Feb 102014
 
 February 10, 2014  Posted by  Laws, Surveillance, U.S.

Margaret Hu writes:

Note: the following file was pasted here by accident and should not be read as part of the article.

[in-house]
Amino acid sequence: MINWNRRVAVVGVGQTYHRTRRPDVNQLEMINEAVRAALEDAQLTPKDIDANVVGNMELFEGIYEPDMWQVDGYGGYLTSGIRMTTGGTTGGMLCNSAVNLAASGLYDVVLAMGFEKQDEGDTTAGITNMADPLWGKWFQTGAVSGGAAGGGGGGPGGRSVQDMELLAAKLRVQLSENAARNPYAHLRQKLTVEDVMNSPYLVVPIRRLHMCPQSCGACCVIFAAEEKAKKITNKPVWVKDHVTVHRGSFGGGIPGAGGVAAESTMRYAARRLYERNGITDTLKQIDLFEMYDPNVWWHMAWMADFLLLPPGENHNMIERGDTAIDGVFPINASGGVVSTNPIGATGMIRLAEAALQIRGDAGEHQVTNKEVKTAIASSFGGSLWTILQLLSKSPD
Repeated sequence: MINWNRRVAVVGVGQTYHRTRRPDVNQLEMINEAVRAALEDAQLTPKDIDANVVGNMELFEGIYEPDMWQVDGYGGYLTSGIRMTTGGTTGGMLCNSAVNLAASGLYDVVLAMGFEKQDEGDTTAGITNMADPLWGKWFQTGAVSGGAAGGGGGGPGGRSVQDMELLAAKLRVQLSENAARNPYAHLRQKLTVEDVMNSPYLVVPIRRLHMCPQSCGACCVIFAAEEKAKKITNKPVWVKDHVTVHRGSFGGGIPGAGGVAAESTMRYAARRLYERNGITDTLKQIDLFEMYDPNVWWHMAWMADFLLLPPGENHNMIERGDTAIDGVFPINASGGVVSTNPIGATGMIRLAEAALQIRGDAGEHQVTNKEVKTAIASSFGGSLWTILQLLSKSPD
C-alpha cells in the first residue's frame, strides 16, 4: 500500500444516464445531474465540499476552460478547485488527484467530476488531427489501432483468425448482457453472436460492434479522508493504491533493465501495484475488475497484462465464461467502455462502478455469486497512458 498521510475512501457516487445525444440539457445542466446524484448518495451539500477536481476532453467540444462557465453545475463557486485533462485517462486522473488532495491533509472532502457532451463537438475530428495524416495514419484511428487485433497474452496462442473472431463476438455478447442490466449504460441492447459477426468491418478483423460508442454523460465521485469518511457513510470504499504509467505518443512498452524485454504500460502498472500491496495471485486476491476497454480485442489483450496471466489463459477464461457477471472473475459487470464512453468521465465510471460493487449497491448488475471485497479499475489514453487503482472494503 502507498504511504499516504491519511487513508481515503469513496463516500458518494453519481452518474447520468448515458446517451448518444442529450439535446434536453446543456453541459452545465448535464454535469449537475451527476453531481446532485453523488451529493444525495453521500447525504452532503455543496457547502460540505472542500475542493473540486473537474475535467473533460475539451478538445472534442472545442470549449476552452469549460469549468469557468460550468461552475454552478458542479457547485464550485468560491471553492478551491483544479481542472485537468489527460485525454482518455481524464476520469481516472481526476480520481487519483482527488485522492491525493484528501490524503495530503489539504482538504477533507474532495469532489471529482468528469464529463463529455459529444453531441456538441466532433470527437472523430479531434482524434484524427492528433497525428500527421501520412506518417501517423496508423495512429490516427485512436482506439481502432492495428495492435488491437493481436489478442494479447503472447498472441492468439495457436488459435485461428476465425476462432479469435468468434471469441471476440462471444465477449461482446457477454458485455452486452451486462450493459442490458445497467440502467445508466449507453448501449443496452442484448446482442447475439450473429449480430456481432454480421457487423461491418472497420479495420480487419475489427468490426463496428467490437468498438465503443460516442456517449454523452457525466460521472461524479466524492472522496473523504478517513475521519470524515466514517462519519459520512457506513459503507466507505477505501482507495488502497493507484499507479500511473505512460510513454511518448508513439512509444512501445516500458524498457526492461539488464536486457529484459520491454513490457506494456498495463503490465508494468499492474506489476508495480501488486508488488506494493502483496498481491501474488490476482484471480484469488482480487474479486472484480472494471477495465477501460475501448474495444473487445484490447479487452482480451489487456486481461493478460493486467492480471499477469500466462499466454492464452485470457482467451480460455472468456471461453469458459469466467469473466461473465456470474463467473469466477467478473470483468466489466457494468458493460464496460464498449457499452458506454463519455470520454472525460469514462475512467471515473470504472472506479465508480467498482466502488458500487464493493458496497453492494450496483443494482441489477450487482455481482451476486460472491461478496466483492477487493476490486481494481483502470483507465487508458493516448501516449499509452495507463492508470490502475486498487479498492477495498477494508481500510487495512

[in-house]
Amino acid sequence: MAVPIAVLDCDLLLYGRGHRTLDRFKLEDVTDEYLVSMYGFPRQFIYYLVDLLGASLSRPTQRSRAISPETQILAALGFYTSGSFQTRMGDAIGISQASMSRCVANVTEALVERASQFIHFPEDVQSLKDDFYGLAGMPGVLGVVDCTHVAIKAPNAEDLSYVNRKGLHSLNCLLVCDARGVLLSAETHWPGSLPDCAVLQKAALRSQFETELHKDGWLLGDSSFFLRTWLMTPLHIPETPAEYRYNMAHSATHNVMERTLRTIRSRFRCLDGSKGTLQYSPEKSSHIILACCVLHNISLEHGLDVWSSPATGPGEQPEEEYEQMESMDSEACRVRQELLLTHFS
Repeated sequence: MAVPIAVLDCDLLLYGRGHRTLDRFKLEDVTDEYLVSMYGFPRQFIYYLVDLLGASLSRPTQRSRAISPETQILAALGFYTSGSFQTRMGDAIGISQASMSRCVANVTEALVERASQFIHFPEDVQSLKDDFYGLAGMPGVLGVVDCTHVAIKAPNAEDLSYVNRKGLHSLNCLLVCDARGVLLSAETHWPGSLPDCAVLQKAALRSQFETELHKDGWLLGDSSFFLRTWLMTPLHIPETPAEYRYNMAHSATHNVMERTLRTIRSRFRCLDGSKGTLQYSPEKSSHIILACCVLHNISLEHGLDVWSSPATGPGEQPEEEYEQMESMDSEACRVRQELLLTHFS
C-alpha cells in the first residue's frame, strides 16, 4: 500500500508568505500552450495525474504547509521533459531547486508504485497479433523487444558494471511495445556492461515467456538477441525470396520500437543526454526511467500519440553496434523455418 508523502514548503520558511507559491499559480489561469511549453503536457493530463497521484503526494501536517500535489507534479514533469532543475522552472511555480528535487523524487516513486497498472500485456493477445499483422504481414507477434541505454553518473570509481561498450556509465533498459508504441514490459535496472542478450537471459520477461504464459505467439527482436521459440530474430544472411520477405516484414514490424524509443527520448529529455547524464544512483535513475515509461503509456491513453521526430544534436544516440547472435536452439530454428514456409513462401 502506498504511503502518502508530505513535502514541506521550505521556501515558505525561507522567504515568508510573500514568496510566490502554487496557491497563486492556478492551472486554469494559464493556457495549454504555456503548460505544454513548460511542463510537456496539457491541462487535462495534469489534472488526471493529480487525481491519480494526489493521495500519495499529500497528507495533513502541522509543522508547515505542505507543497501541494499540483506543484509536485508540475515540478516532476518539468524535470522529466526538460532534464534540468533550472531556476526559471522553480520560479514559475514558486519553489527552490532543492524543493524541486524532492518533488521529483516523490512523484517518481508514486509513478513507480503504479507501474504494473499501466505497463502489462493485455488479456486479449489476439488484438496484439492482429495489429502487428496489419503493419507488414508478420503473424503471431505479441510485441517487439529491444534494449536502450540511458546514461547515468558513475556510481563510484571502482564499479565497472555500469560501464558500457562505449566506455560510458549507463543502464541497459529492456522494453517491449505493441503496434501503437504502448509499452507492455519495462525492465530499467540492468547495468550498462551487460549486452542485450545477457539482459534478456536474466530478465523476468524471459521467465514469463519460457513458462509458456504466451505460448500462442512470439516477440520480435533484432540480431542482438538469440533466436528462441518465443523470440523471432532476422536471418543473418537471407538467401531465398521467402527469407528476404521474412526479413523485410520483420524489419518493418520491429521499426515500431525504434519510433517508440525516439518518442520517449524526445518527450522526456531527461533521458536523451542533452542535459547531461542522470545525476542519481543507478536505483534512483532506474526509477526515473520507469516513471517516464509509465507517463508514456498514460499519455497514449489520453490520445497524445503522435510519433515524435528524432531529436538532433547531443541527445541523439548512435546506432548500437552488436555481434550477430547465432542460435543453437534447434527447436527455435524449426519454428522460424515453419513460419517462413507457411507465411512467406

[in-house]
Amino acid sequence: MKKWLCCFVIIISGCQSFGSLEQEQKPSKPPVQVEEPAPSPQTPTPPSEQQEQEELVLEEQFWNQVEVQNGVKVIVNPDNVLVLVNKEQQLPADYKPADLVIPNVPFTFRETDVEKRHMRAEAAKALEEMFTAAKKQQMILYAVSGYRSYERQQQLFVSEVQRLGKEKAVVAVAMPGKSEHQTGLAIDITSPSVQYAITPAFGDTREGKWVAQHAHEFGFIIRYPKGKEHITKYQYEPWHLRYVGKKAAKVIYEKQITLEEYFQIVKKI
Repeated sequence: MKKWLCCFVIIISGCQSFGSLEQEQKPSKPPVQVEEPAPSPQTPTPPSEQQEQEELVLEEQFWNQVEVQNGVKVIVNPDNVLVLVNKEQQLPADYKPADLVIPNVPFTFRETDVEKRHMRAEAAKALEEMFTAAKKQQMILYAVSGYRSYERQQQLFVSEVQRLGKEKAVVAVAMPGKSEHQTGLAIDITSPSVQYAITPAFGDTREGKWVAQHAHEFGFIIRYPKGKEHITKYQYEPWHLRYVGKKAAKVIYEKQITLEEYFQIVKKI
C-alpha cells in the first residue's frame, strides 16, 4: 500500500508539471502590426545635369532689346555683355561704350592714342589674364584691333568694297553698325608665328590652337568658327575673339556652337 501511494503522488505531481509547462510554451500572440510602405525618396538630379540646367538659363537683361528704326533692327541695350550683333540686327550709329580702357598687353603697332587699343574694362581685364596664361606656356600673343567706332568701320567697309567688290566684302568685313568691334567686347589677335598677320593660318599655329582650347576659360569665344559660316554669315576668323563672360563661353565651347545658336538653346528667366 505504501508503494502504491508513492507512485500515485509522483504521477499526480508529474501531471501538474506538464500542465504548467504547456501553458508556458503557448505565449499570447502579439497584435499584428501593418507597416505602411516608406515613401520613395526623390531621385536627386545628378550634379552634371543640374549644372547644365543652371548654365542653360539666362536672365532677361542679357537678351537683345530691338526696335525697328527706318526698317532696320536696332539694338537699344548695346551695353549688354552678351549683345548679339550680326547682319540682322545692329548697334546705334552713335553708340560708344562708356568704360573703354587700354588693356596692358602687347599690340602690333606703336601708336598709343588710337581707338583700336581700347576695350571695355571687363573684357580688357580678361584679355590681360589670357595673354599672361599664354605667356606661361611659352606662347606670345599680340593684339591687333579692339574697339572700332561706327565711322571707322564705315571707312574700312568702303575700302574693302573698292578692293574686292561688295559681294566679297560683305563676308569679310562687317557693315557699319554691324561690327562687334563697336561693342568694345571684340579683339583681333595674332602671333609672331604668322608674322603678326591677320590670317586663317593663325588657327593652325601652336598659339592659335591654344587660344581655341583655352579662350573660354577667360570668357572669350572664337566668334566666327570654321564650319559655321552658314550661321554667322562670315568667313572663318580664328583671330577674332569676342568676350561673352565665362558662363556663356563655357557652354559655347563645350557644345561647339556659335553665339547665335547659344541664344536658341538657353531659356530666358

From a privacy perspective, it’s good news that House Speaker John Boehner (R-Ohio) just put the ice on the House Republican leadership’s immigration reform efforts this week.  Since 9/11, proposals for comprehensive immigration reform = proposals for comprehensivebiometric cybersurveillance (e.g., tracking and identity screening through digital photos, digitalized fingerprints, iris scans, DNA and other bodily characteristics).  In recent years, cybersurveillance programs have been introduced as a bargaining chip for the creation of a pathway to citizenship for millions of undocumented immigrants.  Sexual harassment quid pro quo in the employment discrimination context: sleep with me or you’re fired. Cybersurveillance quid pro quo in the immigration reform context: implement biometric-based “identity management” programs (e.g., biometric-based “E-Verify” Internet-based identity screening) and other cybersurveillance systems or we’re never legalizing undocumented immigrants.

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